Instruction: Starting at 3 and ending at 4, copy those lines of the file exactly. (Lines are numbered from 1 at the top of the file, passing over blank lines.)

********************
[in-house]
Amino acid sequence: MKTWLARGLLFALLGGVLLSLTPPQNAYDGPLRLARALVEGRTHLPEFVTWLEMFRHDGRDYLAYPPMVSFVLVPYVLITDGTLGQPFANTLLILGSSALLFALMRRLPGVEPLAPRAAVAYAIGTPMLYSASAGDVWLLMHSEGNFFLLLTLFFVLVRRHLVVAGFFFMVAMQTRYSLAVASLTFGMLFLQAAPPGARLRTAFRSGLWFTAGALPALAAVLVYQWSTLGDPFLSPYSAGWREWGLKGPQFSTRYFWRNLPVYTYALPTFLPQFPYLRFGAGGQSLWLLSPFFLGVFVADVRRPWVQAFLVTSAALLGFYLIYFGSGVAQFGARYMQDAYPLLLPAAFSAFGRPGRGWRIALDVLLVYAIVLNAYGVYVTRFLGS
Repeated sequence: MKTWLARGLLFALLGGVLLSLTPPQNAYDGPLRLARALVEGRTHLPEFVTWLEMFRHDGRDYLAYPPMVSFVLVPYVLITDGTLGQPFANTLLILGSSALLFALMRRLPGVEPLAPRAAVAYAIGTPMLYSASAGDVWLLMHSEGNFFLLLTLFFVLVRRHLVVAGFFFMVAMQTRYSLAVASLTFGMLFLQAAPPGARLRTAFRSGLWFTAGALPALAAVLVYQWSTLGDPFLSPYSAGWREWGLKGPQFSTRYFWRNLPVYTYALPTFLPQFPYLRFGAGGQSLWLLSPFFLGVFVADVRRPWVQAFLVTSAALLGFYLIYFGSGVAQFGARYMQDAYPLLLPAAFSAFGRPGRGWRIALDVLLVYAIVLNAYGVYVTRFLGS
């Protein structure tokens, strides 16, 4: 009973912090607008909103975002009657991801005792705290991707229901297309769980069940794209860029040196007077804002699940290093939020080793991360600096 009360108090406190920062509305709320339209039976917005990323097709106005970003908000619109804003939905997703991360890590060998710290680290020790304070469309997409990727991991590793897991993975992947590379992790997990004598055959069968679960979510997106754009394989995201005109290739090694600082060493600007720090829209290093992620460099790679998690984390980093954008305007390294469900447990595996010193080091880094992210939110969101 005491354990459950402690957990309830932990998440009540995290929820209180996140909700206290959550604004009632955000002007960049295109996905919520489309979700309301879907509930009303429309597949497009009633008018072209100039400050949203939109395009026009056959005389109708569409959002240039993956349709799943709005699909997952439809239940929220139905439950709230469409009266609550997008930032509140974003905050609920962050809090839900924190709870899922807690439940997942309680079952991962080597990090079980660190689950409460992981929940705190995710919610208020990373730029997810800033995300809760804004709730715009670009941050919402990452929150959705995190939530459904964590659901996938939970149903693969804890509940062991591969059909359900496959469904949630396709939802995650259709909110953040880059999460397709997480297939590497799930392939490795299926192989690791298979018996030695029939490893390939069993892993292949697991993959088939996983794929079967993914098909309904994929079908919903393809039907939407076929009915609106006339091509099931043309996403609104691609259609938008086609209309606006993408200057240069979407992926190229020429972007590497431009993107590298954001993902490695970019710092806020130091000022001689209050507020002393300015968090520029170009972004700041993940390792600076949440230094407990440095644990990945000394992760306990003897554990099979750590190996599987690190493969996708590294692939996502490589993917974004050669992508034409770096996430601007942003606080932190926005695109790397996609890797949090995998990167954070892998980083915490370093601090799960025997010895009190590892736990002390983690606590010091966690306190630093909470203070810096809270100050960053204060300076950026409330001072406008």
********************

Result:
Repeated sequence: MKTWLARGLLFALLGGVLLSLTPPQNAYDGPLRLARALVEGRTHLPEFVTWLEMFRHDGRDYLAYPPMVSFVLVPYVLITDGTLGQPFANTLLILGSSALLFALMRRLPGVEPLAPRAAVAYAIGTPMLYSASAGDVWLLMHSEGNFFLLLTLFFVLVRRHLVVAGFFFMVAMQTRYSLAVASLTFGMLFLQAAPPGARLRTAFRSGLWFTAGALPALAAVLVYQWSTLGDPFLSPYSAGWREWGLKGPQFSTRYFWRNLPVYTYALPTFLPQFPYLRFGAGGQSLWLLSPFFLGVFVADVRRPWVQAFLVTSAALLGFYLIYFGSGVAQFGARYMQDAYPLLLPAAFSAFGRPGRGWRIALDVLLVYAIVLNAYGVYVTRFLGS
């Protein structure tokens, strides 16, 4: 009973912090607008909103975002009657991801005792705290991707229901297309769980069940794209860029040196007077804002699940290093939020080793991360600096 009360108090406190920062509305709320339209039976917005990323097709106005970003908000619109804003939905997703991360890590060998710290680290020790304070469309997409990727991991590793897991993975992947590379992790997990004598055959069968679960979510997106754009394989995201005109290739090694600082060493600007720090829209290093992620460099790679998690984390980093954008305007390294469900447990595996010193080091880094992210939110969101 005491354990459950402690957990309830932990998440009540995290929820209180996140909700206290959550604004009632955000002007960049295109996905919520489309979700309301879907509930009303429309597949497009009633008018072209100039400050949203939109395009026009056959005389109708569409959002240039993956349709799943709005699909997952439809239940929220139905439950709230469409009266609550997008930032509140974003905050609920962050809090839900924190709870899922807690439940997942309680079952991962080597990090079980660190689950409460992981929940705190995710919610208020990373730029997810800033995300809760804004709730715009670009941050919402990452929150959705995190939530459904964590659901996938939970149903693969804890509940062991591969059909359900496959469904949630396709939802995650259709909110953040880059999460397709997480297939590497799930392939490795299926192989690791298979018996030695029939490893390939069993892993292949697991993959088939996983794929079967993914098909309904994929079908919903393809039907939407076929009915609106006339091509099931043309996403609104691609259609938008086609209309606006993408200057240069979407992926190229020429972007590497431009993107590298954001993902490695970019710092806020130091000022001689209050507020002393300015968090520029170009972004700041993940390792600076949440230094407990440095644990990945000394992760306990003897554990099979750590190996599987690190493969996708590294692939996502490589993917974004050669992508034409770096996430601007942003606080932190926005695109790397996609890797949090995998990167954070892998980083915490370093601090799960025997010895009190590892736990002390983690606590010091966690306190630093909470203070810096809270100050960053204060300076950026409330001072406008």